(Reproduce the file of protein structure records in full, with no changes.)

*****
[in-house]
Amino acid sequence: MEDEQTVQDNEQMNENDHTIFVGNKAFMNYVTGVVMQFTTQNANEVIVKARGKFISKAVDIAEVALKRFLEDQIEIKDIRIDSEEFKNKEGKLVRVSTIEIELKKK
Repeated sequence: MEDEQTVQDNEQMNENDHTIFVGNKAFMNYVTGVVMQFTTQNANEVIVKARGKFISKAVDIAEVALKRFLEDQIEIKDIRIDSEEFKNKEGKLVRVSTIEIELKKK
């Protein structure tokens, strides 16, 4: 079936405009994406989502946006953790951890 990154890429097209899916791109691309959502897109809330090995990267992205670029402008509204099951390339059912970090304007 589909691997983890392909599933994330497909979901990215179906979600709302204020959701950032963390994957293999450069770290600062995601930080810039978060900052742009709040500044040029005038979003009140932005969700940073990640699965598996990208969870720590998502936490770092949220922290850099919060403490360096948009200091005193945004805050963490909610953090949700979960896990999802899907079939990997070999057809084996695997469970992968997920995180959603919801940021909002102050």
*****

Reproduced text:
[in-house]
Amino acid sequence: MEDEQTVQDNEQMNENDHTIFVGNKAFMNYVTGVVMQFTTQNANEVIVKARGKFISKAVDIAEVALKRFLEDQIEIKDIRIDSEEFKNKEGKLVRVSTIEIELKKK
Repeated sequence: MEDEQTVQDNEQMNENDHTIFVGNKAFMNYVTGVVMQFTTQNANEVIVKARGKFISKAVDIAEVALKRFLEDQIEIKDIRIDSEEFKNKEGKLVRVSTIEIELKKK
């Protein structure tokens, strides 16, 4: 079936405009994406989502946006953790951890 990154890429097209899916791109691309959502897109809330090995990267992205670029402008509204099951390339059912970090304007 589909691997983890392909599933994330497909979901990215179906979600709302204020959701950032963390994957293999450069770290600062995601930080810039978060900052742009709040500044040029005038979003009140932005969700940073990640699965598996990208969870720590998502936490770092949220922290850099919060403490360096948009200091005193945004805050963490909610953090949700979960896990999802899907079939990997070999057809084996695997469970992968997920995180959603919801940021909002102050």